The more people you have to choose from, the cooler you are. The hurt of those you rejected is funny and gives you social clout.
These were the messages we absorbed in the wee hours of the morning while sprawled atop floral-patterned bedspreads on Richmond Marriott double beds.
During commercial breaks, uptempo rock jingles touted the virtues of plastic toys.
Some of the commercials were for girls and some were for guys. All ended with the injunction to “Ask your parents if you can buy…”. The juvenile counterpart to the prescription-medication commercials to treat Restless Leg Syndrome or depression that end with an “Ask your doctor about…”
Both types of commercials create a consumerist urge, but force you to get the permission of a higher authority figure in order to fulfil it.
People on television often don’t have much agency but they never fail to have material possessions.
Getting to the weeklong national Latin convention was quite an ordeal. Generally speaking, if that year’s location was east of the Mississippi River, we’d drive, and if it was west of the Mississippi, we’d fly. When it was to be a roadtrip, a charter bus would set off from the school parking lot, accompanied by a caravan of parent chaperones driving three-row-seat SUVs.
Once at a Tennessee gas station, a silver Volvo that looked similar to the lead car caused an inadvertent disruption to the caravan. Several parents drove behind that Doppelgänger Volvo for half an hour before realizing their mistake.
Despite having the bus at their disposal, students generally preferred to ride in the parental SUVs as they were always generously stocked with fresh snacks and cold drinks and plenty of DVDs to play in the rear passenger entertainment systems. We would ride along the interstate in an air-suspension bubble, stopping only for bathroom breaks.
At a fast food restaurant in Ohio, we were instructed to each buy a soda so we could use the restroom. “But only a Small, girls,” came the command from the front seat, an index finger stopping our DVD audio with a push of the Parental Control button. “You need to get used to having small portions while you are young,” said our chauffeur, Astrid’s mom, herself a former cheerleader. Whenever Astrid’s mom runs into an ex-boyfriend, he always tells her she still looks great, even after four kids. Recently she bumped into a high-school ex at the Minneapolis-St Paul Airport. He recognized her right away, which is exactly why you should always order the Small.
The Taco Bell counter was purplish and sticky. A young woman’s photo was taped to a plastic jar. An employee of that restaurant, she’d been involved in a serious car accident and her colleagues were collecting donations to help cover her medical bills. The jar contained some quarters and a few one-dollar bills. The photograph looked old, like it had already gotten wet and been dried off a few times.
The year we went to Indiana, I rode with Olivia and her mom. My mom drove me to the school parking lot for the familiar ritual perhaps best described as the SUV Handover. We pulled up alongside Olivia’s mom’s pearl-white Cadillac Escalade, so that my mom could deposit me and a portable electric cooler filled with vegetarian snacks of a quantity that far exceeded reasonable requirements for a 12-hour ride to Indiana. Mothers clutching stainless-steel coffee mugs chatted in the parking lot as the bus and cars were loaded up with art projects, Latin-themed t-shirts (one for each day) that would be our uniform at the convention, and large 3D props to be used in group skits and at Latin-themed pep rallies.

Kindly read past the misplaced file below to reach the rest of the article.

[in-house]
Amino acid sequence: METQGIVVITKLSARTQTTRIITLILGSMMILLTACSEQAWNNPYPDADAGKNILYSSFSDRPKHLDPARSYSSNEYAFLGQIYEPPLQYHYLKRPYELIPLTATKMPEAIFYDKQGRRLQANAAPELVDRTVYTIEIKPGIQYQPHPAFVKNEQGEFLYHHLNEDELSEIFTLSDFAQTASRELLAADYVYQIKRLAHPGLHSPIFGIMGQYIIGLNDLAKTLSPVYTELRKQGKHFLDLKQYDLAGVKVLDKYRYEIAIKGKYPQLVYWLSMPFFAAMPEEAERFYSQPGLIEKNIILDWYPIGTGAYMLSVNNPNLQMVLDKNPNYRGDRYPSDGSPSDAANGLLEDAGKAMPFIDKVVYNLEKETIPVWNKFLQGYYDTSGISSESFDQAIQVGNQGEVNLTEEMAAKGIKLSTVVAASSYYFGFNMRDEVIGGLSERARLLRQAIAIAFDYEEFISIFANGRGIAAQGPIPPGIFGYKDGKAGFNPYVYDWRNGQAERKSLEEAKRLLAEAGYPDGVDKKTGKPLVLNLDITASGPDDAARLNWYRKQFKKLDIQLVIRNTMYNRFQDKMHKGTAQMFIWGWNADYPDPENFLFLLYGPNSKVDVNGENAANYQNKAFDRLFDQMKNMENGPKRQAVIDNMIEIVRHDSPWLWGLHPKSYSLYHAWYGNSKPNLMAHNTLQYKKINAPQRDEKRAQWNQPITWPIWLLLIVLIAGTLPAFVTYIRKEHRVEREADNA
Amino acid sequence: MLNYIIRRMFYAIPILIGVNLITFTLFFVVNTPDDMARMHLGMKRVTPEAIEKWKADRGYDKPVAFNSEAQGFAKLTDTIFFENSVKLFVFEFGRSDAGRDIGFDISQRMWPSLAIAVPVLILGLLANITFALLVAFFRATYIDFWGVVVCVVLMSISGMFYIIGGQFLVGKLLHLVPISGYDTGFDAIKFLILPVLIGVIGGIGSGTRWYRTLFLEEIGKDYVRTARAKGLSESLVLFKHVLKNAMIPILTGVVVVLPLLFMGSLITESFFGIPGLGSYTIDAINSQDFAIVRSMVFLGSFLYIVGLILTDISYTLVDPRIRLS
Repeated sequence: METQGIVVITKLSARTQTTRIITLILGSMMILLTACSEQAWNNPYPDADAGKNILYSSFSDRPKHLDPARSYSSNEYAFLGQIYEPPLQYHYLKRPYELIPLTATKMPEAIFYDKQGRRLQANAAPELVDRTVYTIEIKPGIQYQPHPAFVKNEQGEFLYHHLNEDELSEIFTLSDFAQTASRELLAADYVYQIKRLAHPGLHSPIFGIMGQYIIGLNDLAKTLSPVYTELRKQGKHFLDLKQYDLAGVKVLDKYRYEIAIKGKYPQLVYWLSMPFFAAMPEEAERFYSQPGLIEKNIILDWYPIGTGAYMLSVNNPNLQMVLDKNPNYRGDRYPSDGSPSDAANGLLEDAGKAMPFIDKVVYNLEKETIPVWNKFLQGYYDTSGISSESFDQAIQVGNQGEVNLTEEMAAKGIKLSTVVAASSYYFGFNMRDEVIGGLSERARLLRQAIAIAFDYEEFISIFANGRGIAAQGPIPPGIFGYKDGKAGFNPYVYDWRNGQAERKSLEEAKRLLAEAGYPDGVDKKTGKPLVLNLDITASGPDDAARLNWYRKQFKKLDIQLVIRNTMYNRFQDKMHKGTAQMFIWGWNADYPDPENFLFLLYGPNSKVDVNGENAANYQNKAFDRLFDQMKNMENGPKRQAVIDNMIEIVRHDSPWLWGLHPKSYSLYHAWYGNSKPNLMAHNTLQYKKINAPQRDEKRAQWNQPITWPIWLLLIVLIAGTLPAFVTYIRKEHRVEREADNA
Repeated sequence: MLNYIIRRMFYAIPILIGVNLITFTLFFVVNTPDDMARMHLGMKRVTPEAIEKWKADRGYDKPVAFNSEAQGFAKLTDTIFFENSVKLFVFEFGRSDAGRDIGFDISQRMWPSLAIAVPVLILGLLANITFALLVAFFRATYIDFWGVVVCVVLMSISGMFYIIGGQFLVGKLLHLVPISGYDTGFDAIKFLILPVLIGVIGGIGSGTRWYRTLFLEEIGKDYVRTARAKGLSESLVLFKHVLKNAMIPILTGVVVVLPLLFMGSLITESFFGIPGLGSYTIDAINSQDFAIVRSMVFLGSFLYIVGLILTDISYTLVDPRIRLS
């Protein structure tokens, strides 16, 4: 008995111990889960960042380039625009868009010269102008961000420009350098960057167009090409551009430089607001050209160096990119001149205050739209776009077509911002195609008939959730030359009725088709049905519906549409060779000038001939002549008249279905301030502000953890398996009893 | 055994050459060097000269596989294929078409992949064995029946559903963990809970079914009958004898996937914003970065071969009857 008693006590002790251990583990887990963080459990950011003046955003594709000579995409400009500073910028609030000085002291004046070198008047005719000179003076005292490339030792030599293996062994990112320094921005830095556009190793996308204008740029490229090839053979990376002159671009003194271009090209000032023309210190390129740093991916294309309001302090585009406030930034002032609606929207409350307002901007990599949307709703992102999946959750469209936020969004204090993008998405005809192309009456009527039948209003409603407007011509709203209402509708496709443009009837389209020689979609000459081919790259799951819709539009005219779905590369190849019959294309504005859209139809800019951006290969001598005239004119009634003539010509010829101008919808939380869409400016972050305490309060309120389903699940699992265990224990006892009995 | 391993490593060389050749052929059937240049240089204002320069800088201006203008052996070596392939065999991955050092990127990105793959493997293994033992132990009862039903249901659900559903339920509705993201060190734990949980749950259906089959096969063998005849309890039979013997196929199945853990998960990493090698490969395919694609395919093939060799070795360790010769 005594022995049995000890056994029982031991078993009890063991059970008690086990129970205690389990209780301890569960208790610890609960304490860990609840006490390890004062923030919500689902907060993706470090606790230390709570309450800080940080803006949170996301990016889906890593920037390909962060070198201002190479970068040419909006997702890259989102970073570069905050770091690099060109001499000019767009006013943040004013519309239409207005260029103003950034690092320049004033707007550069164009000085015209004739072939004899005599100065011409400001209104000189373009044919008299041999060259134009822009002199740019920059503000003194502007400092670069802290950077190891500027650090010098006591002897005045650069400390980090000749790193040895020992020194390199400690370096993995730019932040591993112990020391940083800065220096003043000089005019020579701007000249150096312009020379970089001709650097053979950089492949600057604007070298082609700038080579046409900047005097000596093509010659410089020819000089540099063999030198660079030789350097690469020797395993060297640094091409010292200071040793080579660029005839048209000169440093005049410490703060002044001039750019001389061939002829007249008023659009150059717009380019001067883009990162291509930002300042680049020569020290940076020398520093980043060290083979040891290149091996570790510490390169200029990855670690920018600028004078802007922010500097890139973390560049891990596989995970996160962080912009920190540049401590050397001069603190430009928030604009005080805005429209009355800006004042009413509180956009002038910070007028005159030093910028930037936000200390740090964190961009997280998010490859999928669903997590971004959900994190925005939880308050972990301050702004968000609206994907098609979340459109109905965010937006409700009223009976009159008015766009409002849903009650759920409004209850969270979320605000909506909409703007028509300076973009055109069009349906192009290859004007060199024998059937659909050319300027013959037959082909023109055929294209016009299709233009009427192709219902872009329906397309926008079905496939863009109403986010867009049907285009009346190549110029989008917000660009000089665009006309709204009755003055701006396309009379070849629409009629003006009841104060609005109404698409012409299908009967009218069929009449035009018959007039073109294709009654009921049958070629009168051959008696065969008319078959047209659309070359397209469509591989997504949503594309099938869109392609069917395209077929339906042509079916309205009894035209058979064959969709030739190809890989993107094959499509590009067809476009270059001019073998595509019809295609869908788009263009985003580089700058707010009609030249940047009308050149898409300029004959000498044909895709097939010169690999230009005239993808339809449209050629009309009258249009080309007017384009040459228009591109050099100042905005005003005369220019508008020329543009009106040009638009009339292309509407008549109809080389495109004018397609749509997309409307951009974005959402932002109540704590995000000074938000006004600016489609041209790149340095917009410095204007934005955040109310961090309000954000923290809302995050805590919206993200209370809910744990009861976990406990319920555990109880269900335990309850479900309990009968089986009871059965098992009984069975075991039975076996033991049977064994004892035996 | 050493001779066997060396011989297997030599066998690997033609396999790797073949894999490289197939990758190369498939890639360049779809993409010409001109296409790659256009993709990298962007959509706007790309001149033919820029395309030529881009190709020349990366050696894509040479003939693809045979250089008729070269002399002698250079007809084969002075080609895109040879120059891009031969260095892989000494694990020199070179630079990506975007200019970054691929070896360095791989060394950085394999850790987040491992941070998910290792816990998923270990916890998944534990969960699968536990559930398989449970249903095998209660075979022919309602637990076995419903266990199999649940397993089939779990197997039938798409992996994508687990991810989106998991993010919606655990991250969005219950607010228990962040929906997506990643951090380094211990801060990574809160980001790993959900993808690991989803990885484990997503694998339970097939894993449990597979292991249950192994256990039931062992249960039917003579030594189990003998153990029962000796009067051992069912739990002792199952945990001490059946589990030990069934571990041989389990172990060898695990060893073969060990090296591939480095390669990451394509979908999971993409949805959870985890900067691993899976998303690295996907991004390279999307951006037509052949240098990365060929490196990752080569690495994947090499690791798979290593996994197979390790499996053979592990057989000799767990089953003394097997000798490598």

We were 14 years old that summer. For Olivia’s mom, this was an important chance to educate us on the facts of life. There would be no DVD’s this time: instead, we listened to an audiobook about teenage insecurities, called “The Canyon of Inferiority.”
There’s really no need to feel insecure about the size of your feet, the male narrator reassured us in a soothing tone. It’s a really bad idea to try to wear shoes that are the wrong size, because that can cause serious long-term medical problems.
I felt somewhat insecure that it had never previously occurred to me to feel insecure about my shoe size.
Corn fields whizzed by outside the window.
I gazed languidly at the Escalade’s GPS screen. “No points of interest within 25 miles of your position,” it said.
We passed a vast field that was being used as a repository for hundreds of blue plastic portable toilets.
That seemed like a pretty remarkable “point of interest” to me.
The Indiana University campus was sweltering hot under the July sun. Equipped with a Moto Razr flip phone, an annotated map of the campus, and an unwavering confidence in my still-embryonic sense of direction, I decided that I would navigate the loose agglomeration of low-slung midcentury brick buildings on my own. This wasn’t my first convention and my schedule was a nearly uninterrupted 12 hours of daily activities at multiple locations across the campus. Waiting for an adult chaperone to ferry me between buildings seemed to me a highly impractical idea. After all, I was already rapidly becoming a woman, at least according to the audiobook narrator.
Early Wednesday afternoon, midway through the convention, I was walking along a campus sidewalk when a pearl-white Escalade roared into view. Upon coming alongside me, the vehicle screeched to a halt. A tinted window rolled down to reveal Olivia’s mom in a state of visible agitation.
“I’ve been looking everywhere for you,” she called out to me, “Get in this car right now!”
Reluctantly, I complied.
Slumped in the backseat sat Olivia, her cheeks flushed from recent reprimand. Judging by appearances, she had been caught red-handed in her own attempt to navigate the campus.
Olivia’s mom floored the gas pedal. The Escalade surged forward along the campus service road.
“Why were you just walking around by yourselves like that?” she questioned. “You girls don’t even know this area at all! What were you thinking?”
Helplessly, I watched out the window as we flew past the building that had been my intended destination.
“I knew where I was going,” I muttered under my breath.
Olivia’s mom slapped the leather-wrapped steering wheel, her frustration now past the point of containment.
“Somebody had better shoot me if I ever do this again!!” she shouted, to Olivia and to me but most of all to herself.